DJ equipment covers everything from the most expensive top-grade gear offered by the likes of Pioneer to cheaper equipment perfectly suited to entry-level DJs who are looking to get involved in this awesome culture and activity.
DJing is superbly accessible, fun, exciting and can lead to great things so there’s no question over how or why it’s become so popular in recent years – it’s time to get involved!
When you’re starting out, you might be overwhelmed with the myriad of equipment available to you. There are lots of ways to get into DJing and a few different routes you can take:
DJ controllers are in many ways the future for the industry. They’re pretty much all-in-one solutions for DJs who are looking for a means to mix in almost any situation and at any level. DJ controller’s unique strength is that they combine decks with a mixer in one unit.
They also have buttons for extra functions, e.g. loop and FX control. DJ controllers are powered by software installed on a laptop or PC, or sometimes even a phone or tablet, this means you will need one of these devices, typically a laptop, to utilize a DJ controller. You could say that DJ controllers are only the cheapest options if you own a laptop but overall, they’re the most affordable, effective and easiest way to get into DJing.
- DJ controllers provide all-in-one solutions for DJing
- They are often cost-effective
- You’ll need a laptop to use them
Turntables and Mixer
Second, we have the turntables and mixer setup which remains the traditional choice and also the setup we still mostly see in larger venues. Of course, many DJs bring their controllers to gigs and events but the in-house system will usually comprise of CDJs, most frequently Pioneer Nexus CDJs and a mixer.
Purchasing two turntables and a mixer is costly but it’s arguably still the most powerful pro setup for DJs. It is possible to buy budget mixers and turntables, a cheap vinyl setup, for example, can cost under $200 but then you’ll need to buy records and most importantly, learn how to mix vinyl!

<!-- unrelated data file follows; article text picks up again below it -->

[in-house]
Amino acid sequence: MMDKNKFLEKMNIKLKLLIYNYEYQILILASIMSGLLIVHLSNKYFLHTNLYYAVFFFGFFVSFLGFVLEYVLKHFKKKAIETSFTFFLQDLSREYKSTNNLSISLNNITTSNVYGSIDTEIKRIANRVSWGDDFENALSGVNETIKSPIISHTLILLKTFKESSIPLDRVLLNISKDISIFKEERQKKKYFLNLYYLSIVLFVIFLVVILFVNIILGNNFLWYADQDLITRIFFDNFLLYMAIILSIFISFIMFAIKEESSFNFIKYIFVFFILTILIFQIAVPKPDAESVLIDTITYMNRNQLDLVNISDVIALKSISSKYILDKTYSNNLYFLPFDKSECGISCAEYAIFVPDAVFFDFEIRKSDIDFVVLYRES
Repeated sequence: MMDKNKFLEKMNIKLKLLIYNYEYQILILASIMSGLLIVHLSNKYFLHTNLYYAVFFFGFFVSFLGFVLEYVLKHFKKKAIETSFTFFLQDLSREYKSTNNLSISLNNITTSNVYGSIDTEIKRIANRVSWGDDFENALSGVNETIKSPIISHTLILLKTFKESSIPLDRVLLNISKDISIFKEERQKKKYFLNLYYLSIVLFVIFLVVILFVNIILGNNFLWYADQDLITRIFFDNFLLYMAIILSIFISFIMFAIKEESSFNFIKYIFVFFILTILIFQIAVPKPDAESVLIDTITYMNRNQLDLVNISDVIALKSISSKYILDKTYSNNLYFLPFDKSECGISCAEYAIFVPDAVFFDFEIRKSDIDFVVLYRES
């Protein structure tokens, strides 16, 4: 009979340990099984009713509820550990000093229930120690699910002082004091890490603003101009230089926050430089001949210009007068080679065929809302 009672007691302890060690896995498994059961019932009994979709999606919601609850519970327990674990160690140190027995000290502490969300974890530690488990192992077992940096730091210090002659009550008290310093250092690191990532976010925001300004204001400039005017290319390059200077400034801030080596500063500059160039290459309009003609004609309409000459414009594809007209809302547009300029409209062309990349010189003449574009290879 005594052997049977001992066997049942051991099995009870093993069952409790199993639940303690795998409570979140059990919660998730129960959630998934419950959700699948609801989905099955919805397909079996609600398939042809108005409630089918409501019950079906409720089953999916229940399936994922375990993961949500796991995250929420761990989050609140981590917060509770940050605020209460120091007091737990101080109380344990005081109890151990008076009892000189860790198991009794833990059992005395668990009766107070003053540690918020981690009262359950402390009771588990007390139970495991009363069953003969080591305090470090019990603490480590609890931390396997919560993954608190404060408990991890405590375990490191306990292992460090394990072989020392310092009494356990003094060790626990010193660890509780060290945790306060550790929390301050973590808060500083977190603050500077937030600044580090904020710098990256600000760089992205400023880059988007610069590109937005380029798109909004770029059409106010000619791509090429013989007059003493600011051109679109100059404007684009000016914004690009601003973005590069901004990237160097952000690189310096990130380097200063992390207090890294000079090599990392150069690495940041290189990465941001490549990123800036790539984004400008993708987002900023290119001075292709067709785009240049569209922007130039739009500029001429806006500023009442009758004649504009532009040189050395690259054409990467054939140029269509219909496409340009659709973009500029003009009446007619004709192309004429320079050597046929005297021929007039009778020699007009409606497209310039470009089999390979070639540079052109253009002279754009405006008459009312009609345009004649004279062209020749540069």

- You’ll need a two-channel mixer at least and two turntables
- Turntables include both vinyl decks and CDJs
- CDJs are generally not cheap
DVS – Digital Vinyl System
Thirdly, and perhaps less common now than 5 or 10 years ago, we have the DVS system. This combines turntables with a digital setup that runs through a laptop. DVS uses timecodes, which are specialist discs or vinyl records.
These allow DJs to operate decks in the traditional way whilst benefiting from the flexibility of a digital system. DVS systems primarily run through Serato and Traktor, this setup is still popular for scratchers and battle mixers.
- DVS systems combine traditional mixing setups with turntables and a mixer with digital software, e.g. Traktor and Serato
- To run a DVS setup, you’ll need CDJs or vinyl decks, a mixer, a laptop and a DVS soundcard with timecodes
The Best Entry Options
Let’s look at some of the best equipment in each category and how these can come together to provide entry-level gear for beginner DJs.
DJ software is needed for using both controllers or DVS but it provides a platform for DJs to experiment with the fundamentals of mixing. In DJ software, a DJ can take two tunes and mix them using the built-in software mixer which emulates a real mixer – tt has a crossfader, channel faders, and EQ, etc.
By lining up tunes with the beat grid and testing them together, beginner DJs can get to grips with how it sounds to mix two tunes together.
Bottom Line: Serato Lite allows DJs to experiment with DJ software without spending a dime. By experimenting with Serato Lite, you can mix and blend tunes using its offline Practice Mode, for which you don’t need a DJ controller.
First things first, Serato Lite should be the first thing you download as a beginner DJ. Why? It’s free for one, you can download it immediately and get to know that DJ software looks like including waveform views, BPM, beat grids and a software version of the DJ mixer. With Serato Lite, in Practice Mode, you can load up two similar tunes, sync them and fiddle about to get them to mix. You don’t even need a controller!